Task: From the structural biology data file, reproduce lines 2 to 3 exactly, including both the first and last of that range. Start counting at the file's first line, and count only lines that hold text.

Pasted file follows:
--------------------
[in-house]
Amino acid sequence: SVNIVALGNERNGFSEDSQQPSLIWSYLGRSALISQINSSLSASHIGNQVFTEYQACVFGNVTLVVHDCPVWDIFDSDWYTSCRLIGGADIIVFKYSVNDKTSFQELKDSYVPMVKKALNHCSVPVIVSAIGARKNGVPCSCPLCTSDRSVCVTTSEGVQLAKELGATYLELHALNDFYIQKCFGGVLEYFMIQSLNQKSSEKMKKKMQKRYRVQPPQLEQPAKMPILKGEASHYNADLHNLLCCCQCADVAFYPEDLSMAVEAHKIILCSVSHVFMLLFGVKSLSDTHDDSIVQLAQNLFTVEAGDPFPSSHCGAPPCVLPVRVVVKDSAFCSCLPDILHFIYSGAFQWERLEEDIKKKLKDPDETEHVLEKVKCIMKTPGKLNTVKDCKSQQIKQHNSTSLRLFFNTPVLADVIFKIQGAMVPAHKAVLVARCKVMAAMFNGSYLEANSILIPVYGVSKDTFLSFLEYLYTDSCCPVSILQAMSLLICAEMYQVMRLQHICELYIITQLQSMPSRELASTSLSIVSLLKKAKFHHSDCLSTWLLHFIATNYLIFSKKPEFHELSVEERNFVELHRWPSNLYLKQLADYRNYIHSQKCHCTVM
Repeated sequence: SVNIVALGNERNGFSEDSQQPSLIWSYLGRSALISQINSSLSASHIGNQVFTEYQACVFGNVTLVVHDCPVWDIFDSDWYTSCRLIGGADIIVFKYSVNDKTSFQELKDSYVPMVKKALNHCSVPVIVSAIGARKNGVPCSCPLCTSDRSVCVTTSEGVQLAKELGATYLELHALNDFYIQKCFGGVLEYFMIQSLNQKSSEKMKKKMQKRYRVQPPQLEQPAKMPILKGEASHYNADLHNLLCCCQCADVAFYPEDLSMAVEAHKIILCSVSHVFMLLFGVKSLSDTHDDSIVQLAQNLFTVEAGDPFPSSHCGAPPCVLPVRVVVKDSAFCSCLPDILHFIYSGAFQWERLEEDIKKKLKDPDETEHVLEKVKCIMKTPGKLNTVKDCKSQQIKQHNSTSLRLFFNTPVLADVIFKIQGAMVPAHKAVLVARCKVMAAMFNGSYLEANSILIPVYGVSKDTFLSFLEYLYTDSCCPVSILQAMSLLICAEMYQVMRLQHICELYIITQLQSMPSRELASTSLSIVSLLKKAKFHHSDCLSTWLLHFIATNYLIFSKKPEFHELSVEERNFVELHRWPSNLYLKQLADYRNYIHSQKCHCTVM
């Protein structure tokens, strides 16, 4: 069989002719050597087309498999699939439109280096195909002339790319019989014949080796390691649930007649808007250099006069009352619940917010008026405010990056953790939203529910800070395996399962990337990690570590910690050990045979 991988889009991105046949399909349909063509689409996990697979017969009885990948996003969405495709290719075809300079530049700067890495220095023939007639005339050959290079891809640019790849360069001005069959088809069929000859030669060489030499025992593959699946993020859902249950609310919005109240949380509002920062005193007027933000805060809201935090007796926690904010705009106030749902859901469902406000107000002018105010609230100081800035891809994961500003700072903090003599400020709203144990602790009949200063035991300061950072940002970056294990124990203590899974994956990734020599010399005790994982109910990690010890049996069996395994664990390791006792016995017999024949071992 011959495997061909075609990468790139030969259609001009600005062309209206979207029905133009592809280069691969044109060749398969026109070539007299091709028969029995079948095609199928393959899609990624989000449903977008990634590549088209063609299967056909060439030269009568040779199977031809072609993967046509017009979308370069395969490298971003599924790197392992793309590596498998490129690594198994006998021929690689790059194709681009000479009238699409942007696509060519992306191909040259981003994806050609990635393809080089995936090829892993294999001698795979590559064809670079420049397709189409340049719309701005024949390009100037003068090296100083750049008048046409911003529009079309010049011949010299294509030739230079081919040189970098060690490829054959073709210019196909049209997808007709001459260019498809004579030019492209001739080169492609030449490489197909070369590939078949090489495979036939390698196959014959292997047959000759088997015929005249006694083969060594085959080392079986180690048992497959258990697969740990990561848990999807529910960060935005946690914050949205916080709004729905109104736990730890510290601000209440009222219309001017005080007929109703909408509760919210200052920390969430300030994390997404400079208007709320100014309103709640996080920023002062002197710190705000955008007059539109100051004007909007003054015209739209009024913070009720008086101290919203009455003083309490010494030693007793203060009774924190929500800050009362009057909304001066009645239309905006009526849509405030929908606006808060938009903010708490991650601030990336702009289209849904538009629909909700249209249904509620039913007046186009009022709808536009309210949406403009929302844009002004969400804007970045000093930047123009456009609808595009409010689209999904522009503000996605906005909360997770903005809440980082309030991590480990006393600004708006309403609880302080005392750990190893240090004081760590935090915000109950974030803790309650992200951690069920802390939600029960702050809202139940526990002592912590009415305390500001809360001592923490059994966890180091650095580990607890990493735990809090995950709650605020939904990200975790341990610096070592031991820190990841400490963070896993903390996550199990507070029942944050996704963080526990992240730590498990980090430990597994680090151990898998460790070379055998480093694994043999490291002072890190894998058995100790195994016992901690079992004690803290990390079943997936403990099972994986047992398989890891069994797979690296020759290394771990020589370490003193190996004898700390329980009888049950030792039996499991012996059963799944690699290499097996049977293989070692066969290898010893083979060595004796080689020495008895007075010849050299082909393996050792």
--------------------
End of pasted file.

Amino acid sequence: SVNIVALGNERNGFSEDSQQPSLIWSYLGRSALISQINSSLSASHIGNQVFTEYQACVFGNVTLVVHDCPVWDIFDSDWYTSCRLIGGADIIVFKYSVNDKTSFQELKDSYVPMVKKALNHCSVPVIVSAIGARKNGVPCSCPLCTSDRSVCVTTSEGVQLAKELGATYLELHALNDFYIQKCFGGVLEYFMIQSLNQKSSEKMKKKMQKRYRVQPPQLEQPAKMPILKGEASHYNADLHNLLCCCQCADVAFYPEDLSMAVEAHKIILCSVSHVFMLLFGVKSLSDTHDDSIVQLAQNLFTVEAGDPFPSSHCGAPPCVLPVRVVVKDSAFCSCLPDILHFIYSGAFQWERLEEDIKKKLKDPDETEHVLEKVKCIMKTPGKLNTVKDCKSQQIKQHNSTSLRLFFNTPVLADVIFKIQGAMVPAHKAVLVARCKVMAAMFNGSYLEANSILIPVYGVSKDTFLSFLEYLYTDSCCPVSILQAMSLLICAEMYQVMRLQHICELYIITQLQSMPSRELASTSLSIVSLLKKAKFHHSDCLSTWLLHFIATNYLIFSKKPEFHELSVEERNFVELHRWPSNLYLKQLADYRNYIHSQKCHCTVM
Repeated sequence: SVNIVALGNERNGFSEDSQQPSLIWSYLGRSALISQINSSLSASHIGNQVFTEYQACVFGNVTLVVHDCPVWDIFDSDWYTSCRLIGGADIIVFKYSVNDKTSFQELKDSYVPMVKKALNHCSVPVIVSAIGARKNGVPCSCPLCTSDRSVCVTTSEGVQLAKELGATYLELHALNDFYIQKCFGGVLEYFMIQSLNQKSSEKMKKKMQKRYRVQPPQLEQPAKMPILKGEASHYNADLHNLLCCCQCADVAFYPEDLSMAVEAHKIILCSVSHVFMLLFGVKSLSDTHDDSIVQLAQNLFTVEAGDPFPSSHCGAPPCVLPVRVVVKDSAFCSCLPDILHFIYSGAFQWERLEEDIKKKLKDPDETEHVLEKVKCIMKTPGKLNTVKDCKSQQIKQHNSTSLRLFFNTPVLADVIFKIQGAMVPAHKAVLVARCKVMAAMFNGSYLEANSILIPVYGVSKDTFLSFLEYLYTDSCCPVSILQAMSLLICAEMYQVMRLQHICELYIITQLQSMPSRELASTSLSIVSLLKKAKFHHSDCLSTWLLHFIATNYLIFSKKPEFHELSVEERNFVELHRWPSNLYLKQLADYRNYIHSQKCHCTVM